I suppose you can call my mother. Nicolet:
She's not listed here as one of your references. Why's that? Don't you think it's odd that she appears to be the only one who can substantiate your claim but yet, you didn't want our HR department to speak with her?
|Illustration: Daniel Guidera|
Well, the references I provided are professional references, people I've worked with over the past twenty years. Nicolet:
Here at Iserman's Scrap Metal, we deal with a lot of valuable materials and information. You know, iron is up to thirty cents a pound so we reserve the right to check employee briefcases each evening when they leave for the day. You have to understand we screen candidates very carefully. Your thought bubble:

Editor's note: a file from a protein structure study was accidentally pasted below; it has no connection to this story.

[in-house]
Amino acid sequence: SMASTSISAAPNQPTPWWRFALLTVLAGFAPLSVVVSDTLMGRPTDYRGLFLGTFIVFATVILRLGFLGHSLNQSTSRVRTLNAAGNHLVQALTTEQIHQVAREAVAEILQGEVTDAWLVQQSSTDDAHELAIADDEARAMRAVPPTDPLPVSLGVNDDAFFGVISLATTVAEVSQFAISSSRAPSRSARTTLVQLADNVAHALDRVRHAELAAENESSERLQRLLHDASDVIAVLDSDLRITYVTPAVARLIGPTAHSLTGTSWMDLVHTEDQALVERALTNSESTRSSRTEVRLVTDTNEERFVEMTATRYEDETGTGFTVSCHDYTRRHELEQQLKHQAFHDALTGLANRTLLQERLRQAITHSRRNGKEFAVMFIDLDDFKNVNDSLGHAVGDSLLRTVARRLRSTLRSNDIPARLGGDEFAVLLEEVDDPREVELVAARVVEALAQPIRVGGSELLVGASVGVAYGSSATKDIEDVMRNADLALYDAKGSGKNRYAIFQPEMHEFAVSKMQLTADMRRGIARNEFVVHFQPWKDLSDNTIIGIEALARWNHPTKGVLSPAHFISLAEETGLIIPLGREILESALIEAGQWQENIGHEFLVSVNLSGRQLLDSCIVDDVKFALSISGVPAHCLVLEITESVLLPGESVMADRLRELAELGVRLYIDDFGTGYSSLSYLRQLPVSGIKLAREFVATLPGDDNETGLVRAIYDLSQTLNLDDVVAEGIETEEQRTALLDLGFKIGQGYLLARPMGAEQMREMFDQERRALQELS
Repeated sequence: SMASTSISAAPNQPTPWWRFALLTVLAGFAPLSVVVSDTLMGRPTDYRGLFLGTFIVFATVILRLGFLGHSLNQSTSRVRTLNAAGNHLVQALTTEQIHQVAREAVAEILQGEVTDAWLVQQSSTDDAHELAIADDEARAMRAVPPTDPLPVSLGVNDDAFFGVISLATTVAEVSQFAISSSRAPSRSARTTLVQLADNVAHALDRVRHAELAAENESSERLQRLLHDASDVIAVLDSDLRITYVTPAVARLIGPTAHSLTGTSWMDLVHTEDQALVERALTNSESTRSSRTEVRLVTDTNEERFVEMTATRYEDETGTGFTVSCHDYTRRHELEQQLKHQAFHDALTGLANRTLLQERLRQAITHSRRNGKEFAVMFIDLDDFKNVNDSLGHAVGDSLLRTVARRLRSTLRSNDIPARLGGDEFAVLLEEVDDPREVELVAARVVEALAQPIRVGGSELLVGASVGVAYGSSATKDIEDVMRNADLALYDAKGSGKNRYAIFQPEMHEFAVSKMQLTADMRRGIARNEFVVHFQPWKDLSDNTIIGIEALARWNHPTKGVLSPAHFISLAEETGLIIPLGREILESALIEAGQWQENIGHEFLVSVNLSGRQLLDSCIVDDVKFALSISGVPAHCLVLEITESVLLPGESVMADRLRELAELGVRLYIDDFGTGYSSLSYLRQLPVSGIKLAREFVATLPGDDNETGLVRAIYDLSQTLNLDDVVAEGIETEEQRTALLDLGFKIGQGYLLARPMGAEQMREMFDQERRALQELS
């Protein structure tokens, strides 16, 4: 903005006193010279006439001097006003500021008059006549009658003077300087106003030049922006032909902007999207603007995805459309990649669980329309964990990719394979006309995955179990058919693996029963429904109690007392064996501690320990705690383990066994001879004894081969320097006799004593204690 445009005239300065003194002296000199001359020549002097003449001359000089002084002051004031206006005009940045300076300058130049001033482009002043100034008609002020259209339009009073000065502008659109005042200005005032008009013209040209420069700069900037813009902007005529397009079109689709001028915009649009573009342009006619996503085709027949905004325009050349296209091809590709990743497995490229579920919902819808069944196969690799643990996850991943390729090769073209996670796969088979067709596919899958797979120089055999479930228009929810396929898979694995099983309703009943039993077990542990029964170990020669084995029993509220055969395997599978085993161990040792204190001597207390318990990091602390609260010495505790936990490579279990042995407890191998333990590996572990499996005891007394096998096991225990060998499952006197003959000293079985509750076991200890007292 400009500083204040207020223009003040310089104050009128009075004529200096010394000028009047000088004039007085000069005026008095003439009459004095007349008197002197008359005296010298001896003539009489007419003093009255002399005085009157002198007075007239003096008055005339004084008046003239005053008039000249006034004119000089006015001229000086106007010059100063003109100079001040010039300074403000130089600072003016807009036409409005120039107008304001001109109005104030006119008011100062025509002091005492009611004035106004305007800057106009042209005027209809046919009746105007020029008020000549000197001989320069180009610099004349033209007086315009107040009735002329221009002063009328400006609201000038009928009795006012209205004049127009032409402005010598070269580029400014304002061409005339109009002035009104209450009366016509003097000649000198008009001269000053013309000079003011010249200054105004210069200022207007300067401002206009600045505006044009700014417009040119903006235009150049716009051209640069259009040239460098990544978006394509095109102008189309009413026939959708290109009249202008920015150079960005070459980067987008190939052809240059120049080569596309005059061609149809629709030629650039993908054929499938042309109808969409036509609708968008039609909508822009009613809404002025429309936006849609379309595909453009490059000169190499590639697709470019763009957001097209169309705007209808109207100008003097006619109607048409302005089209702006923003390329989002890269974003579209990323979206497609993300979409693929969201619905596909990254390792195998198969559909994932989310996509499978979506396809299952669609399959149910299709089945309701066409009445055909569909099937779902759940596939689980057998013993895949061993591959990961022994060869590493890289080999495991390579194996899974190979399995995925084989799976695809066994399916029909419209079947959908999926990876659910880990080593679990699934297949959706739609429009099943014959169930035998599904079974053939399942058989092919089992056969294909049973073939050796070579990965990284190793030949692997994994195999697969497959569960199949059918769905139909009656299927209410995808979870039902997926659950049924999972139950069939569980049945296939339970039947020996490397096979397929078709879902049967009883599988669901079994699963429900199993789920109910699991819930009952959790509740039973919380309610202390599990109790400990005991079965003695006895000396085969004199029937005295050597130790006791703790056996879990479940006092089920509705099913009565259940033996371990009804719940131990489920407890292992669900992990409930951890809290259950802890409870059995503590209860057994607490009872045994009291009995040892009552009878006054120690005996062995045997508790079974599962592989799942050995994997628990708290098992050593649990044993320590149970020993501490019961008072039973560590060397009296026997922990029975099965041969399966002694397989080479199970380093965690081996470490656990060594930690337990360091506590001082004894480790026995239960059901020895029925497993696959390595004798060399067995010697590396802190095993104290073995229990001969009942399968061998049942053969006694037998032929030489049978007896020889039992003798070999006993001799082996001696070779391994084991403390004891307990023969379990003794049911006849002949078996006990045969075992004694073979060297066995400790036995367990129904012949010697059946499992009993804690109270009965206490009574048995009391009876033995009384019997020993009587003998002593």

have to understand I have two more interviews scheduled today. You:
Yes, I understand. I think I've taken enough of your time already. Thank you, and I hope to hear from you soon. Nicolet:
We'll be in touch, but in the meantime, don't leave town. The Dick Caveat.
Mike Douglas, interviewer emeritus,
picks-up a few extra bucks presenting a session at career fairs in the Midwest on the art of being interviewed. "There is a style of interviewing," Douglas says, "which we call the Dick Caveat. It's a way to trip-up the interviewee. You get them comfortable, ask them to tell you about themselves, then spring a question to get them squirming. The trick is to get them to reveal more about their private life than their professional life. The interviewee has to always be on guard to keep the discussion professional."
Douglas offers the following hypothetical interview transcription to all the attendees of his session (the first hundred also get a pen with his autograph etched on it): Douglas:
Don Lange, everyone. Welcome, it's good to see you again. Your thought bubble:
Again? I've never seen this man before in my life. You:
Well, Mike, it's nice to be here. Douglas:
So what have you been working on lately?